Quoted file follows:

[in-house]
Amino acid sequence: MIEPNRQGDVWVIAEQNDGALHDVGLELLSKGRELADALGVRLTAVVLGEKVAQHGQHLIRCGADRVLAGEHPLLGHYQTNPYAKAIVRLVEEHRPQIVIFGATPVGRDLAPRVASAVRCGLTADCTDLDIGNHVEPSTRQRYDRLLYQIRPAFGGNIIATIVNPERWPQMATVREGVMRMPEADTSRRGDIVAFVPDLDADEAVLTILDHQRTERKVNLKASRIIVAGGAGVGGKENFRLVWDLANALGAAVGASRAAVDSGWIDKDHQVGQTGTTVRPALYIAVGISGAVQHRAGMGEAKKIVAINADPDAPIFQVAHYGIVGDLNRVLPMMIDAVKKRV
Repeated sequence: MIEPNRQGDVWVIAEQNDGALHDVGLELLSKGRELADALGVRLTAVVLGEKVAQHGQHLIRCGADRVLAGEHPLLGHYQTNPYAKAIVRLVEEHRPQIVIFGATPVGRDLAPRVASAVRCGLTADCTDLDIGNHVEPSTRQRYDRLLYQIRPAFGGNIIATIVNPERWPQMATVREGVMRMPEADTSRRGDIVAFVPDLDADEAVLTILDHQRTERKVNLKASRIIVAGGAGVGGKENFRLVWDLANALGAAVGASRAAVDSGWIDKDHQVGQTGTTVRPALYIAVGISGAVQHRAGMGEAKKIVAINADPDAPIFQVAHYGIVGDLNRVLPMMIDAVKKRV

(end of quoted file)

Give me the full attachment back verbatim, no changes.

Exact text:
[in-house]
Amino acid sequence: MIEPNRQGDVWVIAEQNDGALHDVGLELLSKGRELADALGVRLTAVVLGEKVAQHGQHLIRCGADRVLAGEHPLLGHYQTNPYAKAIVRLVEEHRPQIVIFGATPVGRDLAPRVASAVRCGLTADCTDLDIGNHVEPSTRQRYDRLLYQIRPAFGGNIIATIVNPERWPQMATVREGVMRMPEADTSRRGDIVAFVPDLDADEAVLTILDHQRTERKVNLKASRIIVAGGAGVGGKENFRLVWDLANALGAAVGASRAAVDSGWIDKDHQVGQTGTTVRPALYIAVGISGAVQHRAGMGEAKKIVAINADPDAPIFQVAHYGIVGDLNRVLPMMIDAVKKRV
Repeated sequence: MIEPNRQGDVWVIAEQNDGALHDVGLELLSKGRELADALGVRLTAVVLGEKVAQHGQHLIRCGADRVLAGEHPLLGHYQTNPYAKAIVRLVEEHRPQIVIFGATPVGRDLAPRVASAVRCGLTADCTDLDIGNHVEPSTRQRYDRLLYQIRPAFGGNIIATIVNPERWPQMATVREGVMRMPEADTSRRGDIVAFVPDLDADEAVLTILDHQRTERKVNLKASRIIVAGGAGVGGKENFRLVWDLANALGAAVGASRAAVDSGWIDKDHQVGQTGTTVRPALYIAVGISGAVQHRAGMGEAKKIVAINADPDAPIFQVAHYGIVGDLNRVLPMMIDAVKKRV